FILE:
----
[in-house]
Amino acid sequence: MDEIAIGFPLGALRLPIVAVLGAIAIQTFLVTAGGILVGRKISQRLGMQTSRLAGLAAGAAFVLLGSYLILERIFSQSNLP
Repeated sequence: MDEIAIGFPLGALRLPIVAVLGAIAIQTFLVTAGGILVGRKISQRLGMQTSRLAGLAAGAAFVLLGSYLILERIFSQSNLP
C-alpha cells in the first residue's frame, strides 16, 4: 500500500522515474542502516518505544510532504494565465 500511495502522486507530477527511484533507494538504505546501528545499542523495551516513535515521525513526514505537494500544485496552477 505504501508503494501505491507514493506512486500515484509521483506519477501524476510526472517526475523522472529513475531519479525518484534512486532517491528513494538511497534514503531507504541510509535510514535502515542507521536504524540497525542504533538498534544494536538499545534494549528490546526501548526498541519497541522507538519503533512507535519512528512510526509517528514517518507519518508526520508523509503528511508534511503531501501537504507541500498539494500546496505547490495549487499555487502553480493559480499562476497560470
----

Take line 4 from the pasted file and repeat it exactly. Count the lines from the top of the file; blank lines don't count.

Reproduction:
C-alpha cells in the first residue's frame, strides 16, 4: 500500500522515474542502516518505544510532504494565465 500511495502522486507530477527511484533507494538504505546501528545499542523495551516513535515521525513526514505537494500544485496552477 505504501508503494501505491507514493506512486500515484509521483506519477501524476510526472517526475523522472529513475531519479525518484534512486532517491528513494538511497534514503531507504541510509535510514535502515542507521536504524540497525542504533538498534544494536538499545534494549528490546526501548526498541519497541522507538519503533512507535519512528512510526509517528514517518507519518508526520508523509503528511508534511503531501501537504507541500498539494500546496505547490495549487499555487502553480493559480499562476497560470